The Virginian

Clothes Call

One of the many benefits of hot weather is the effect it has on dress.

By 8.2.02

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One of the many benefits of hot weather is the effect it has on dress. When temperatures rise, sensible people peel. Out come halter tops, shorts, gauze dresses, and in select cases the stunning combination of bikini top and faded jeans. Those of us with a high appreciation for that most magnificent of art-forms -- the human body, and especially the female variation -- suddenly find ourselves in heaven, and one without the tough admissions policy.

Yet this is not the only reaction. Others among us -- including some of the most prominent members of society -- are horrified by this general dressing down. Indeed, they're horrified by any dressing down. To them, one's personal drapery is a reflection of the soul. We shall deal with them presently.

First, however, let us praise the heat and its noble side effect. I was downtown with my chaplain the other day, downing a few wheat beers on the patio of a favorite tavern and taking in the sights. We are middle-aged gents with trained eyes, which is to say we know how to train them on the beautiful women that nature and nature's God have provided. We were surrounded. As the chaplain rightly observed, a heat wave will get the girls out of their dresses faster than a bottle of plonk and a promise of matrimony.

Flat bellies, many with jewels winking from navels, paraded past. "Much like a harem," the chaplain observed. Who could disagree? Everything about them looked good, even their tattoos. It seems you can't find a young woman in these parts who hasn't got at least one somewhere in plain sight. One waitress bears a set of checkered racing flags, easily a foot long each, crossed just about her posterior cleavage. This has inspired long and deep contemplations as to the meaning: Pit stop below, the chaplain believes, but who knows. Other tattoos are of supernatural creatures, pets, salad ingredients (mushrooms and chili peppers especially), musical notes, fish, various flags, and the occasional waterfowl.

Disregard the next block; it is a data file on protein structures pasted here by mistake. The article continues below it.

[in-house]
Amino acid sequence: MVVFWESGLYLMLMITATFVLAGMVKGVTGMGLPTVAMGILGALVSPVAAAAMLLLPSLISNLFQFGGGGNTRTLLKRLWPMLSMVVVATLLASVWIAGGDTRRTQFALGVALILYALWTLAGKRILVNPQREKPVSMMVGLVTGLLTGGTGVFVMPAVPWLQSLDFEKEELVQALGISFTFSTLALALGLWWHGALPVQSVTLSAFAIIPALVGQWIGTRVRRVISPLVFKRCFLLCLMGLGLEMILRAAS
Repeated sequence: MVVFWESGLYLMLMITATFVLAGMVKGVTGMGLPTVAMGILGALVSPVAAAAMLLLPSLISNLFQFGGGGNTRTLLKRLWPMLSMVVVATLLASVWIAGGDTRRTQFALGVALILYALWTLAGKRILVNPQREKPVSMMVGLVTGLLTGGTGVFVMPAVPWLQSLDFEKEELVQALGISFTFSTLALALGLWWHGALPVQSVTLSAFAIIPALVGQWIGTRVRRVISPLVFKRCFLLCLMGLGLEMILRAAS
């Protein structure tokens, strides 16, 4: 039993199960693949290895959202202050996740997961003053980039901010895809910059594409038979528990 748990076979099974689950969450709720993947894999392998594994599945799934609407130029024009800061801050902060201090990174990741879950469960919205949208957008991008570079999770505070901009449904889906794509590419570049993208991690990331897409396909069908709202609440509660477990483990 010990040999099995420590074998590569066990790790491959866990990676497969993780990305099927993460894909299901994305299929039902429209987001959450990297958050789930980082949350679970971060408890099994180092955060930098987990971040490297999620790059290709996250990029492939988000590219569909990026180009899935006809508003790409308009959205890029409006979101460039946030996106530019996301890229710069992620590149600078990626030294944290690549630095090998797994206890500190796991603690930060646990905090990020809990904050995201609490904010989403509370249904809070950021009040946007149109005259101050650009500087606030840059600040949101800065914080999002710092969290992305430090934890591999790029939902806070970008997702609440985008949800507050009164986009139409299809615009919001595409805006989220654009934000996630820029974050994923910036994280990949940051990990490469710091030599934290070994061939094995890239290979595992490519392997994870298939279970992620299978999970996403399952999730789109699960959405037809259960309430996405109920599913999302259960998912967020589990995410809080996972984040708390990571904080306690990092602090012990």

Another waitress bears a tattoo dedicated to her favorite saint, while a cross adorns the ankle of another. What would Buddha do? I ask the Chaplain. "He would have another wheat beer."

It is true, to be sure, that summer raiment falls on the beautiful and hideous alike, but the trained eye is good at overlooking most violations of taste and decency. One can easily observe, however, that those polls about the number of overweight Americans seem to be fairly accurate, as is the report that human DNA is very similar to that found in trees. This latter becomes apparent on a fairly regular basis, as there are many humans who are clearly first cousins to stumps.

So goes the human comedy. But not everyone's laughing. The other day, for example, a Washington scribe of some repute took time during a music review to discuss the habit Americans have of dressing down. His view, paraphrased here, was that when he was a young man he understood that clothes didn't make a difference. But when he got older, he was instructed by a boss that one should "dress one's age." He had fully embraced this philosophy, and he is not alone. Countless people, including everyone in Washington, believe the same thing.

Here in the sticks, we recognize this as a Drapery Fetish. Its victims believe that putting on a tie and coat makes them more mature and requires us to take them more seriously. This extends to the wearing of bow ties by young men, which is a more enlightened land would be treated by drowning.

The fact is that any dope can wear a coat and tie. Most do, as have the most highly developed criminals in history, including Hitler and Himmler. We are currently bedeviled by a race of people with their own clothing fetish, the female variation of which leaves the women looking like a flock of black ghosts.

We recognize that many people who embrace this ridiculous code may be suffering from a condition closely related to the Stockholm Syndrome, in which prisoners sympathize with their captors. These victims have been taken captive by The Man, and come to adopt his ways. Eventually they find themselves incapable of laughing at pictures of Richard Nixon wearing knee socks and wing tips on the beach. They see the latest gang of CEOs being marched to the paddy wagons and say: Nice suit.

There is no respite, even during a hot flash. Just yesterday, as we sat beneath the canopy at said tavern, the karma was suddenly cracked by the appearance of an earnest young man wearing a suit -- jacket, tie, pants, the entire catastrophe.

"What would Buddha do?"

"Reach for his revolver."

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About the Author

Dave Shiflett is a writer in Midlothian, Virginia. His real CD "Time Goes Rushing By" -- as immortalized on Instapundit.com -- is now available.